Deployment of the consultation-liaison model in adult and child-adolescent psychiatry and its impact on improving mental health treatment.

TitleDeployment of the consultation-liaison model in adult and child-adolescent psychiatry and its impact on improving mental health treatment.
Publication TypeJournal Article
Year of Publication2021
AuthorsFleury MJ, Grenier G, Gentil L, Roberge P
JournalBMC Fam Pract
Volume22
Issue1
Pagination82
Date Published2021 04 29
ISSN1471-2296
KeywordsAdolescent, Adolescent Psychiatry, Adult, General Practitioners, Humans, Mental Disorders, Mental Health, Psychiatry, Referral and Consultation
Abstract

BACKGROUND: Little information exists on the perceptions of psychiatrists regarding the implementation and various impacts of the consultation-liaison model. This model has been used in Quebec (Canada) through the function of specialist respondent-psychiatrists (SRP) since 2009. This study assessed the main activities, barriers or facilitators, and impact of SRP in adult and child-adolescent psychiatry on the capacity of service providers in primary care and youth centers to treat patients with mental health disorders (MHD).

METHODS: Data included 126 self-administered questionnaires from SRP and semi-structured interviews from 48 SRP managers. Mixed methods were used, with qualitative findings from managers complementing the SRP survey. Comparative analyses of SRP responses in adult versus child-adolescent psychiatry were also conducted.

RESULTS: Psychiatrists dedicated a median 24.12 h/month to the SRP function, mainly involving case discussions with primary care teams or youth centers. They were confident about the level of support they provided and satisfied with their influence in clinical decision-making, but less satisfied with the support provided by their organizations. SRP evaluated their impacts on clinical practice as moderate, particularly among general practitioners (GP). SRP working in child-adolescent psychiatry were more comfortable, motivated, and positive about their overall performance and impact than in adult psychiatry. Organizational barriers (e.g. team instability) were most prevalent, followed by system-level factors (e.g. network size and complexity, lack of resources, model inflexibility) and individual factors (e.g. GP reluctance to treat patients with MHD). Organizational facilitators included support from family medicine group directors, collaboration with university family medicine groups and coordination by liaison nurses; at the system level, pre-existing relationships and working in the same institution; while individual-level facilitators included SRP personality and strong organizational support.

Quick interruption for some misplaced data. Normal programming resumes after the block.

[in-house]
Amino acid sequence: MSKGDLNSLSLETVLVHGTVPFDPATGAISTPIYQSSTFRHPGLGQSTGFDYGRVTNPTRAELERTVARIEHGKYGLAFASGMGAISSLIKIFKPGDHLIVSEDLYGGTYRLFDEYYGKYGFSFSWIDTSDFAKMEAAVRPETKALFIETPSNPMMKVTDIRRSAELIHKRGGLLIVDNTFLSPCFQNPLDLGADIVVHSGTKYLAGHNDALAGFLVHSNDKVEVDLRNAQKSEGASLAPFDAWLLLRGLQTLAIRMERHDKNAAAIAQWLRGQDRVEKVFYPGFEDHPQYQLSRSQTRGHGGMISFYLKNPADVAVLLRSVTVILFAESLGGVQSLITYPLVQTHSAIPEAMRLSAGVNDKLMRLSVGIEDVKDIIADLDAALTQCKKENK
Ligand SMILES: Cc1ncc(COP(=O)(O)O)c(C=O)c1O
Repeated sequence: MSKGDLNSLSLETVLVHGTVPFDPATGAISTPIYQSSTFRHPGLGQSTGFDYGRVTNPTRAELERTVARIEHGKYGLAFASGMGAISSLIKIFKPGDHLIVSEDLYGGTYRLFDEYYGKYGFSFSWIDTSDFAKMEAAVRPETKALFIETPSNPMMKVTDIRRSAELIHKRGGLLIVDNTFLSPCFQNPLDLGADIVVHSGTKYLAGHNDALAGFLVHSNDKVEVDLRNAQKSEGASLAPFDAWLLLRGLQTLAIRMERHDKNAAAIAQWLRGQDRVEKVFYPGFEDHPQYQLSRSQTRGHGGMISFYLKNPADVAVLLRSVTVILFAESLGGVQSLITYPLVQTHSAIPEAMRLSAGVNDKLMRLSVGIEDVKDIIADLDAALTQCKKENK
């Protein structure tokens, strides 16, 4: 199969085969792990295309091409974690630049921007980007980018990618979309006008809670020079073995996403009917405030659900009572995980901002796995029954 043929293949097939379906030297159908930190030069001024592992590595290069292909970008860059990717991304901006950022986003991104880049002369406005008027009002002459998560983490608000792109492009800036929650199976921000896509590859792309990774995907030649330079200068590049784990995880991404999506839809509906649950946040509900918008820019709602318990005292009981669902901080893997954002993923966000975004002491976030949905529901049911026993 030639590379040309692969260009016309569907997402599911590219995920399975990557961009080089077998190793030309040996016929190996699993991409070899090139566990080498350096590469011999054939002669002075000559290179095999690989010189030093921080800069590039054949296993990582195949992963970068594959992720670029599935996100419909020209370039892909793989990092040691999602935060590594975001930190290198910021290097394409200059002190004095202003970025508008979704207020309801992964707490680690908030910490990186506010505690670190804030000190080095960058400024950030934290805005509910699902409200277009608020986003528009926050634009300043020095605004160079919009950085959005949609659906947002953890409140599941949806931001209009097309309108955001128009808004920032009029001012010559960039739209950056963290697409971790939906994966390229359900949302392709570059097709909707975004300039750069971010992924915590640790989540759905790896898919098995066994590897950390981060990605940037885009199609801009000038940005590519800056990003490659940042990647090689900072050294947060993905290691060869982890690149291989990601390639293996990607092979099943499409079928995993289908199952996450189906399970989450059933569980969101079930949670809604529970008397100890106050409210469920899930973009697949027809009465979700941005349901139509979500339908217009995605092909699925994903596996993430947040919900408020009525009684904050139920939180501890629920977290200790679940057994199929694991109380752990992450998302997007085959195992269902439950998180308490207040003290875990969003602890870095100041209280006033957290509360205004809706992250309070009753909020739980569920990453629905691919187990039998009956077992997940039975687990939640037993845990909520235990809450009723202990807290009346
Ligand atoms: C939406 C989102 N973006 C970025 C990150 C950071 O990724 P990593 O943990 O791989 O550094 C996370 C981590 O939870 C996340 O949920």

CONCLUSION: Quebec SRP were implemented sparingly in family medicine groups and youth centers, while SRP viewed their overall impact as moderate. Results were more positive in child-adolescent psychiatry than in adult psychiatry. Increased support for the SRP function, adapting the model to GP in need of more direct support, and resolving key system issues may improve SRP effectiveness in terms of team stability, coordination among providers, access to MH services and readiness to implement innovations.

DOI10.1186/s12875-021-01437-5
Alternate JournalBMC Fam Pract
PubMed ID33926390
PubMed Central IDPMC8086343
Grant List8736 / / CIHR / Canada